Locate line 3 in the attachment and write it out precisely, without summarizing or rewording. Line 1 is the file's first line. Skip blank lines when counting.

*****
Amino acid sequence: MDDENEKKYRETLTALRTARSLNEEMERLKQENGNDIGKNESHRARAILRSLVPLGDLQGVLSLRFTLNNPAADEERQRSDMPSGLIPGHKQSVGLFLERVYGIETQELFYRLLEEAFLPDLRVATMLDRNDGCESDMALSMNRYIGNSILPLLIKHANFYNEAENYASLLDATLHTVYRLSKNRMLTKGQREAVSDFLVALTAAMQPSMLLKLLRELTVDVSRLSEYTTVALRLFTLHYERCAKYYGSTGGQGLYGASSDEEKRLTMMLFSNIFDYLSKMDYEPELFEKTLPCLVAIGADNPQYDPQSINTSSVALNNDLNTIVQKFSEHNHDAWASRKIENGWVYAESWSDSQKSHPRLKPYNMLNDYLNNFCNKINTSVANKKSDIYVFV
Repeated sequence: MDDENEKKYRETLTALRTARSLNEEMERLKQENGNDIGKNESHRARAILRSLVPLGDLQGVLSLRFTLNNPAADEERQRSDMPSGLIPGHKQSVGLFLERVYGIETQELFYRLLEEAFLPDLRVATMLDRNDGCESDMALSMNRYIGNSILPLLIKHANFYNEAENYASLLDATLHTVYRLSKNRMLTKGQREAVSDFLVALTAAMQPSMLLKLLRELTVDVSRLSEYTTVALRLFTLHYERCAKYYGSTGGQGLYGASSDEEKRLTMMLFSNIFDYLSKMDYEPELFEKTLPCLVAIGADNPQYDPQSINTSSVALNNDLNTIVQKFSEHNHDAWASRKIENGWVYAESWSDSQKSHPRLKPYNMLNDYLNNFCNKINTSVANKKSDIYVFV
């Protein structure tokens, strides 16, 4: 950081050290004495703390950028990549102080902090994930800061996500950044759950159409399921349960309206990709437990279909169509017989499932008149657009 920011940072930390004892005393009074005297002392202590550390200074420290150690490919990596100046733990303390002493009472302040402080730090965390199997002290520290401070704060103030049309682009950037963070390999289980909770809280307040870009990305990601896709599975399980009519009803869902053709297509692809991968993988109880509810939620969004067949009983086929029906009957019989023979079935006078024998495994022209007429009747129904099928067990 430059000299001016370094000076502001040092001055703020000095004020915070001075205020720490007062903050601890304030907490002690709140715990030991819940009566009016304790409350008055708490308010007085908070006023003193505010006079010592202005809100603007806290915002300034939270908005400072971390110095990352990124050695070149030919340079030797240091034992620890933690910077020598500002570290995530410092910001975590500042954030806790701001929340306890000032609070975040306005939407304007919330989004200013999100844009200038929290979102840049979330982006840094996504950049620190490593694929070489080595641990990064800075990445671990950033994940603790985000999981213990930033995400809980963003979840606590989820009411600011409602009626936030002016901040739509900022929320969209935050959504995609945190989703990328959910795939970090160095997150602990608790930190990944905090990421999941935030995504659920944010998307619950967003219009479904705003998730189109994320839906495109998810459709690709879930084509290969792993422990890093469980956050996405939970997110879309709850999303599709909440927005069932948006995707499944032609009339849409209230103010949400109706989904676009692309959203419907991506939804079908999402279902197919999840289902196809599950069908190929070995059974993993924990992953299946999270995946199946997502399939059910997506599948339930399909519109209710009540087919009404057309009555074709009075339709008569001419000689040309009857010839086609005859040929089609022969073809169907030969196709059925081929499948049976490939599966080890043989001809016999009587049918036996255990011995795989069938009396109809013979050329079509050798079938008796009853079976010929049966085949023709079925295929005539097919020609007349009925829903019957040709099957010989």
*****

């Protein structure tokens, strides 16, 4: 950081050290004495703390950028990549102080902090994930800061996500950044759950159409399921349960309206990709437990279909169509017989499932008149657009 920011940072930390004892005393009074005297002392202590550390200074420290150690490919990596100046733990303390002493009472302040402080730090965390199997002290520290401070704060103030049309682009950037963070390999289980909770809280307040870009990305990601896709599975399980009519009803869902053709297509692809991968993988109880509810939620969004067949009983086929029906009957019989023979079935006078024998495994022209007429009747129904099928067990 430059000299001016370094000076502001040092001055703020000095004020915070001075205020720490007062903050601890304030907490002690709140715990030991819940009566009016304790409350008055708490308010007085908070006023003193505010006079010592202005809100603007806290915002300034939270908005400072971390110095990352990124050695070149030919340079030797240091034992620890933690910077020598500002570290995530410092910001975590500042954030806790701001929340306890000032609070975040306005939407304007919330989004200013999100844009200038929290979102840049979330982006840094996504950049620190490593694929070489080595641990990064800075990445671990950033994940603790985000999981213990930033995400809980963003979840606590989820009411600011409602009626936030002016901040739509900022929320969209935050959504995609945190989703990328959910795939970090160095997150602990608790930190990944905090990421999941935030995504659920944010998307619950967003219009479904705003998730189109994320839906495109998810459709690709879930084509290969792993422990890093469980956050996405939970997110879309709850999303599709909440927005069932948006995707499944032609009339849409209230103010949400109706989904676009692309959203419907991506939804079908999402279902197919999840289902196809599950069908190929070995059974993993924990992953299946999270995946199946997502399939059910997506599948339930399909519109209710009540087919009404057309009555074709009075339709008569001419000689040309009857010839086609005859040929089609022969073809169907030969196709059925081929499948049976490939599966080890043989001809016999009587049918036996255990011995795989069938009396109809013979050329079509050798079938008796009853079976010929049966085949023709079925295929005539097919020609007349009925829903019957040709099957010989």